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The command dommemstat can give you memory stats for a specific domain and with domstats you can get plenty of stats for all domains or just the specified. You can pass the parameter --cpu-total to see the total in the moment. virsh # domstats --cpu-total That command will give you the CPU stats for the domain. If you have virt-manager you can see live ...


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Your proftpd.conf for this would, I think, look something like this: <IfModule mod_sftp.c> # Virtual host configuration for server A <VirtualHost a.a.a.a> Port 22 SFTPEngine on SFTPHostKey /path/to/key/A # Restrict members of group A to this directory DefaultRoot /path/to/directoryA groupA </VirtualHost> # ...


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Here is my hacky version. Ideas how to improve it, are welcome: List the amount of RAM in kiB every VM needs: hypervisor5:~ # for dom in $(virsh list --all --name); do echo $(virsh dumpxml $dom | sed -nre 's/^.*>([0-9]*)<.currentMemory.*$/\1/p') $dom ; done| sort -n 524288 testfoo 2146304 x131 3121152 y114 3121152 foo 4096000 y123 4194304 mac-test ...


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Option 4: Run multiple intsances/nodes on the same machine. This is like options 2 and 3 except it's simpler because there's no virtualization or containerization. It's all running natively on the host. Here's a list of caveats and recommendations when doing so (from here). Max heap size for each node instance should be < 32Gb. This is because a ...


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2 and 3 are the best options because docs suggest a 32GB of maximum assigned memory for each node.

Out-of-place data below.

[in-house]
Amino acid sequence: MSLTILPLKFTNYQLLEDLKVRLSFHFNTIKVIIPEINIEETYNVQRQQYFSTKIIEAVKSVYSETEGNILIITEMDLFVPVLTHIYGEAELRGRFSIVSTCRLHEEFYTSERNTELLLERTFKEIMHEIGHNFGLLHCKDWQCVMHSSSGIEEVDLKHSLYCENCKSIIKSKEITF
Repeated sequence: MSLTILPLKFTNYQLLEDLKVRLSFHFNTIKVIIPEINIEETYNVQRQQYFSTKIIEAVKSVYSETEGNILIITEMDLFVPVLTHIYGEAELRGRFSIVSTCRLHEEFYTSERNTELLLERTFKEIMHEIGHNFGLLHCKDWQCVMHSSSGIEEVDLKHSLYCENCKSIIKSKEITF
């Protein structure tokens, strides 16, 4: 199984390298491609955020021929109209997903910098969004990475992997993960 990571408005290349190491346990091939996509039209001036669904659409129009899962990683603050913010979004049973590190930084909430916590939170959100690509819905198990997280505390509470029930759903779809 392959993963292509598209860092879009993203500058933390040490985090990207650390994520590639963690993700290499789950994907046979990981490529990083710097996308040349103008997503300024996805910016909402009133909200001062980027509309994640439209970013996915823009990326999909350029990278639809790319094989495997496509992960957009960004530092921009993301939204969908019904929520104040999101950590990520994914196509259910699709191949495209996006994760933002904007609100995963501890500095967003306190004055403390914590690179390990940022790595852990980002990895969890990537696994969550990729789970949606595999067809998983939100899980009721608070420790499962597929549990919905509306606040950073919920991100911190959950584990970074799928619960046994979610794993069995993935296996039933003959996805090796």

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Mind that if you fully virtualize the file server without VT-d-like technologies and proper hardware, this will have no access to HDD SMART info, so consider what kind of reliability do you need.


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You can install oVirt on CentOS to have a web GUI you can use to manager your virtual machines. You will need an oVirt Engine to manager the nodes, so this would be the first thing you setup. Next you'd configure the oVirt software on the CentOS node and add it to the Engine. You can follow the instructions at the oVirt website: ...


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If you want to be really safe and not overcommit memory, an alternative is to enable huge pages on your host and make your virtual machines use them. The downside is that you really need to have all the memory you need - host memory and VM memory will be basically separated. You can have better control over how huge pages are used if you disable anonymous ...


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VMDKs are performing very good and I haven’t seen almost any difference between VMDK and RDM. Of course, you have to pay attention to the type of provisioning since Eager Zero vs Lazy Zero VMDKs performance differs a lot https://communities.vmware.com/thread/436685?start=0 If you need some virtualized storage shared or mirrored between hosts you can use an ...


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RDM lets the storage array do things like do array level snapshots of volumes. Maybe only useful for large databases, but it is still in use. Its a question of functionality, whether you use more storage features at the virtualization level or the array level.


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The documentation is your friend. The virsh sub-command domuuid will return the uuid of the provided domain-name or domian-id. The sub-command domid returns the id when provided the domain-name or domain-uuid of a running machine. The sub-command domname gives domain-name when provided with a domain-uuid or domain-id. Note that the domid sub-command is ...


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There's no much point in using RDM these days unless your VM is sort of a "controller" VM and it uses ZFS or similar to aggregate multiple individual physical disks into single unified namespace. Think about Nutanix for example. For all other cases VMDK is just as well I/O performing as RDM but RDM-x doesn't support at least some nice features and has issues ...